When you buy a CD/DVD or download etc., there is usually a disclaimer either on the product or in the terms of the download agreement advising that you aren’t purchasing the right to give a public performance, broadcast, communication or make any reproduction of the works. If you want to play music in your business, or on your telephone to callers on hold for your business you must get the copyright owner’s permission. In most cases this takes the form of an annual GHAMRO licence.

10. I only play music from a foreign country, do I still need a licence from GHAMRO? 

Yes. GHAMRO is part of a worldwide network of collecting societies which have reciprocal licensing arrangements. This allows GHAMRO’s members rights to be administered all over the world, and the rights of foreign composers to be represented in Ghana by GHAMRO.

11. GHAMRO already charges Radio stations a licence to broadcast music, why is another fee payable? 

Composers/Performers & Publishers/Producers have a number of separate rights under the Copyright Act to ensure that they receive a fair reward for the uses of their works. They have the right to authorise the broadcast of their music – hence the GHAMRO licence for Radio stations to broadcast copyright material – and, quite separately, the right to control the public performance and communication of their work by Radio, TV or other means. Premises playing copyright music by Radio or TV are giving a public performance and those who use music on hold are authorising a communication to the public. Both uses of music require a GHAMRO licence.

12. I pay a supplier for our music/music system/TVs, why do I have to still pay GHAMRO?

Most music content/system suppliers recognise the existence of the Copyright Act and that GHAMRO fees are applicable for the use of their product/s in your business. Please note that the fees paid by you to your supplier/s are only in relation to the provision of their services, equipment or content- excluding the public performance or communication of music in your business. If you have been advised or believe that your content/system is free of any obligation to GHAMRO please contact our office with further details and we will happily assist in clarifying the matter.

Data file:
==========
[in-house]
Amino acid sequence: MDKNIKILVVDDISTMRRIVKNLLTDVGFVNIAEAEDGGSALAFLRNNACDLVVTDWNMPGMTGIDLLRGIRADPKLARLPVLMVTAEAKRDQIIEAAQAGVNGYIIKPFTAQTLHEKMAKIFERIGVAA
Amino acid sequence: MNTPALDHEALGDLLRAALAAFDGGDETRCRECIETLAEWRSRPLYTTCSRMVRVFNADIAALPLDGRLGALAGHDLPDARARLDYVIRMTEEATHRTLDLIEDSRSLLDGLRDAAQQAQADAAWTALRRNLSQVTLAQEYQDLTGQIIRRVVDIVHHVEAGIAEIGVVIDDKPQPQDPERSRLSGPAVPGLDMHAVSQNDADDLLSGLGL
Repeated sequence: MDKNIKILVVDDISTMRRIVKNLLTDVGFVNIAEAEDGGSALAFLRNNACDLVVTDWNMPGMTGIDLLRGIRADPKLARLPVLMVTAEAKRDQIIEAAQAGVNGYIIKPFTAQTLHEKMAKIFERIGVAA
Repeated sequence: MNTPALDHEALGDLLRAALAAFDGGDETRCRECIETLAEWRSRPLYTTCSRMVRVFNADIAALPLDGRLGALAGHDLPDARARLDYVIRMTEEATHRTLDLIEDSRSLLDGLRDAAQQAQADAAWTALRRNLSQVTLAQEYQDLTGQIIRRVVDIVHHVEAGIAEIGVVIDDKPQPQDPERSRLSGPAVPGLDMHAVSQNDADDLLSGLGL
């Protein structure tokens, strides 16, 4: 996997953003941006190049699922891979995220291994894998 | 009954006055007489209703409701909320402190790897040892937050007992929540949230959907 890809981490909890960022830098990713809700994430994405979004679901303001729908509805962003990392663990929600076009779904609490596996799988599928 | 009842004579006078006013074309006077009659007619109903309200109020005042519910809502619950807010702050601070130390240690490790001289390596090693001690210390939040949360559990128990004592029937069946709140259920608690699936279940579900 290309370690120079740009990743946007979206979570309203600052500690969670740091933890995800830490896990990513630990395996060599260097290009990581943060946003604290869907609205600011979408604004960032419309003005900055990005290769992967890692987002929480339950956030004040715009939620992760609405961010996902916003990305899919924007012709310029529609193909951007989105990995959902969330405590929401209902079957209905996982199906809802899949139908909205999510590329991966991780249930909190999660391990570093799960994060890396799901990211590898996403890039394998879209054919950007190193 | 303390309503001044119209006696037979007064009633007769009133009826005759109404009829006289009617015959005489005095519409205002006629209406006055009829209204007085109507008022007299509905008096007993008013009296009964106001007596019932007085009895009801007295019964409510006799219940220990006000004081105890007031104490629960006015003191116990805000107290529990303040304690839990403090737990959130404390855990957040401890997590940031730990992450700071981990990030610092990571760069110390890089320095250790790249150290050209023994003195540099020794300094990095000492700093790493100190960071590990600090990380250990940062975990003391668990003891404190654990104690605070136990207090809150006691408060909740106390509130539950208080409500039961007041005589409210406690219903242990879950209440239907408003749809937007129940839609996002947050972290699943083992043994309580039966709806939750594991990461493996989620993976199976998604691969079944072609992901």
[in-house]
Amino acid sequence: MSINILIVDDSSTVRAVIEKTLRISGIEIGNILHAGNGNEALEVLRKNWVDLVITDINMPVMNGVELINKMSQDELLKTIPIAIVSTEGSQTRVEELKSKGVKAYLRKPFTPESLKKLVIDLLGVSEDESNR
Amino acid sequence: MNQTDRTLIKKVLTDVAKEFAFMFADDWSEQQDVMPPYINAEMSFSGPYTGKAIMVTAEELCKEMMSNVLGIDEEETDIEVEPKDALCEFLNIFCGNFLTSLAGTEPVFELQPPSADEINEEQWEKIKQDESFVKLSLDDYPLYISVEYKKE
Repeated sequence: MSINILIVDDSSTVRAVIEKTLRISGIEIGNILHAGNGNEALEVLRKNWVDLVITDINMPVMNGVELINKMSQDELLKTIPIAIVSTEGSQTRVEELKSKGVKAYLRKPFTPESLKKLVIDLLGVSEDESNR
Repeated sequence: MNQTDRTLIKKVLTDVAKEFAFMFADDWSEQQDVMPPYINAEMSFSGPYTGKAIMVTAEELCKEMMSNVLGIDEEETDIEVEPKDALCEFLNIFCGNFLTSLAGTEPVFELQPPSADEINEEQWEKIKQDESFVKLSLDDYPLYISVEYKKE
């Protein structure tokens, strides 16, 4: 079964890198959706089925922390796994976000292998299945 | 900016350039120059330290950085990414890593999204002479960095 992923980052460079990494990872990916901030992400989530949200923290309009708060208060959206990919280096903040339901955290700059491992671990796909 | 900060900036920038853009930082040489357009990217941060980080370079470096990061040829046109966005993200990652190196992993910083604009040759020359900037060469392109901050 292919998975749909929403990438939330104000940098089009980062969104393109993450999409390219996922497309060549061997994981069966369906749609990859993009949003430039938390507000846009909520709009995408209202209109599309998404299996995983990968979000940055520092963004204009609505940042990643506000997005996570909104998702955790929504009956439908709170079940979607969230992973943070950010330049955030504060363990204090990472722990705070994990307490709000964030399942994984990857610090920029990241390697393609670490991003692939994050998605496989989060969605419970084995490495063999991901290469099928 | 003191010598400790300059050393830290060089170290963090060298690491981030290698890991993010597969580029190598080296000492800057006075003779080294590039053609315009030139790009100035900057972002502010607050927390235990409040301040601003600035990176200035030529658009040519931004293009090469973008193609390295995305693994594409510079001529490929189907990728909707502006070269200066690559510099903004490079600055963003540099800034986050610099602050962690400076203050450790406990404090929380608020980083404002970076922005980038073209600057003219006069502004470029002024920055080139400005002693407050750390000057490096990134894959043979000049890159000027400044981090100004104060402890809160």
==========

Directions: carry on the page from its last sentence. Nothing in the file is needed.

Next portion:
13. How is using a TV on my premises considered a performance of music?

All TV programming in Ghana whether free-to-air or subscription services (i.e. DSTV, Go TV etc.) contains copyright music. If your business uses a TV to play television broadcasts or DVD’s then you are authorising any music contained in the programming to be performed in your business.

14. How is GHAMRO going to licence al small businesses that play music?

GHAMRO attempts to educate small businesses about copyright and license those playing music. Our approach is to provide relevant information to individual businesses, industry associations and small business groups. GHAMRO’s aim is to simplify the areas of public performance and communication on copyright for those who use music

15. What about the GBC TV licence?

Section 1 TV licensing Act 1966 (NLCD 89) as amended, directs that a “a person shall not install or use a Television receiving set unless there is an existence in relation to that set a valid television receiving set licence by the licensing authority under this Act (GBC).

The license which a person may have obtained from the GBC does not authorise the holder of the license to give any public performance or communicate to the public copyright musical works or sound recordings or music videos.

The reasons for and purpose of a GBC TV licence are set out further on their website and can be viewed at